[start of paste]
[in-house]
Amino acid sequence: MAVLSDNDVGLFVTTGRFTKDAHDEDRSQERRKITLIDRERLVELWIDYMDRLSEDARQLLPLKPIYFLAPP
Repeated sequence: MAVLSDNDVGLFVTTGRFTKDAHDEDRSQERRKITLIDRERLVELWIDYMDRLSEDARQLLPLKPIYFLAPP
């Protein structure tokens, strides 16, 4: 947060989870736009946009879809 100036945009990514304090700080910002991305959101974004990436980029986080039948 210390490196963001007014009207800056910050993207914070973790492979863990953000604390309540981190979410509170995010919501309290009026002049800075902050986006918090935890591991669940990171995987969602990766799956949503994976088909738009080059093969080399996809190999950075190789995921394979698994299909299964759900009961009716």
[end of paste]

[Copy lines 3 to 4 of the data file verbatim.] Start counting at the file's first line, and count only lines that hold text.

Repeated sequence: MAVLSDNDVGLFVTTGRFTKDAHDEDRSQERRKITLIDRERLVELWIDYMDRLSEDARQLLPLKPIYFLAPP
């Protein structure tokens, strides 16, 4: 947060989870736009946009879809 100036945009990514304090700080910002991305959101974004990436980029986080039948 210390490196963001007014009207800056910050993207914070973790492979863990953000604390309540981190979410509170995010919501309290009026002049800075902050986006918090935890591991669940990171995987969602990766799956949503994976088909738009080059093969080399996809190999950075190789995921394979698994299909299964759900009961009716």